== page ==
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Helping Monarch Butterflies Reach New Heights

monarch butterfly-home pageThe monarch butterfly is a captivating and storied pollinator. Their dramatic and seemingly fragile wings of orange-and-black can nevertheless carry the butterflies on migratory voyages hundreds of miles from their birthplace. Monarchs live and perform pollinator services throughout southern Canada and the continental United States before commencing their multigenerational migrations to Mexico or coastal California to overwinter. But almost anywhere they are found, and regardless of where they overwinter, these butterflies are suffering sharp declines in numbers due to loss of habitat.

Because monarch butterflies are always on the move, they need to have the right plants at the right time along their migration route. Caterpillars rely on milkweed for food, and adult butterflies rely on the flowers from high-quality nectar plants to fuel their flight.

It is because of this dependency on milkweed that NRCS California is teaming up with the Xerces Society and Hedgerow Farms to launch a new study at the NRCS’ Lockeford Plant Materials Center (PMC) near Stockton, Calif. Over the next three years, these partners will test plant-establishment methods, and three different varieties of milkweed plants, to help create a series of recommendations for farmers and landowners to help repopulate milkweed across California’s landscape.

monarch_caterpillar“We know that the western monarch butterfly has experienced an estimated decline of 74 percent, and milkweed continues to disappear from our landscape,” said Jessa Cruz, Xerces Society partner biologist. “This project aims to help reestablish milkweed plants across the landscape, and provide recommendations for farmers and landowners.”

A Monarch caterpillar (left) snacks on narrow leaf milkweed. The leaves of milkweed are a critical food source in the life cycle of Monarchs.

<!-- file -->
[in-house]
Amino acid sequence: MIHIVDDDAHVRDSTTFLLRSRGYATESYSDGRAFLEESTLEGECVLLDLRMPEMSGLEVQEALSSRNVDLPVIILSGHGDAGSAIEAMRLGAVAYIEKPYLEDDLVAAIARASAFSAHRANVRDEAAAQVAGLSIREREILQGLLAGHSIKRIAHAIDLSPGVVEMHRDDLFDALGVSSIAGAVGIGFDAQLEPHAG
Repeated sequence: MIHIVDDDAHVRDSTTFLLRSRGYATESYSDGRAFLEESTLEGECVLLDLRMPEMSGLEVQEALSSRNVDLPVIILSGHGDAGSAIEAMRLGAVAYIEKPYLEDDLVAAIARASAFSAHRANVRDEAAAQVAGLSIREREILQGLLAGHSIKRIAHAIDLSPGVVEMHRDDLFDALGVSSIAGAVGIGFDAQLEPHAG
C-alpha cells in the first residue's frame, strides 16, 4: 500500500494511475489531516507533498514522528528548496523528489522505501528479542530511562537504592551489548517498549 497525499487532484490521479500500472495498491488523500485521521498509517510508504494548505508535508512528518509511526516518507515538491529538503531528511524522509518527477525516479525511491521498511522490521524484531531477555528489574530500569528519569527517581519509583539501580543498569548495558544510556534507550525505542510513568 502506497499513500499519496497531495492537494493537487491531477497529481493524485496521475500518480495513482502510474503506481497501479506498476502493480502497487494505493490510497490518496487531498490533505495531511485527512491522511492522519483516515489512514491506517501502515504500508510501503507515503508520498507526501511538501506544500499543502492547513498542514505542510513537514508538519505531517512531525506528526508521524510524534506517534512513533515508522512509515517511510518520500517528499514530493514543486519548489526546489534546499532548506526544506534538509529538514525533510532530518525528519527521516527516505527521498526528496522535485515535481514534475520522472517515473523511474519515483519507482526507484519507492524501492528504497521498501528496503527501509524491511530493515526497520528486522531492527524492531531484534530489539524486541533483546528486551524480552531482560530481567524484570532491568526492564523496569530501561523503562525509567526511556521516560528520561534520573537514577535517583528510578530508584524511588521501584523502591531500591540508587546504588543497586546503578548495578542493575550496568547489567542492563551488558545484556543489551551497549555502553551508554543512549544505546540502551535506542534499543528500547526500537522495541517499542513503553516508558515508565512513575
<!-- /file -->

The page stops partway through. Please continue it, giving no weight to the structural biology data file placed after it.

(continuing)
The Lockeford PMC is in the middle of California’s Central Valley, an important migration route for western monarch butterflies, where perennial milkweed has been lost due to agriculture and development.  The western monarch butterfly is unique—choosing to overwinter on the California coast rather than heading to Michoacan caves in Mexico like its eastern cousins. 

“Establishing milkweed can be quite tricky,” said Margaret Smither-Kopperl, manager of the Lockeford PMC and a botanist. “But it’s extremely important to our efforts to aid western monarchs, especially here in the Central Valley where our PMC is located.”

The study will officially launch at the end of June 2017. It will begin by solarization of the planting site, using clear plastic tarping, to kill off any competing weeds and their seeds. Then in the fall, a succession of seeds, rhizomes and transplants from three different milkweed varieties will be planted in time for winter rainfall.

“The final goal of the study will be to establish a set of recommendations that farmers and landowners can utilize to establish milkweed in their fields and neighborhoods to help monarch populations rebound,” added Smither-Kopperl.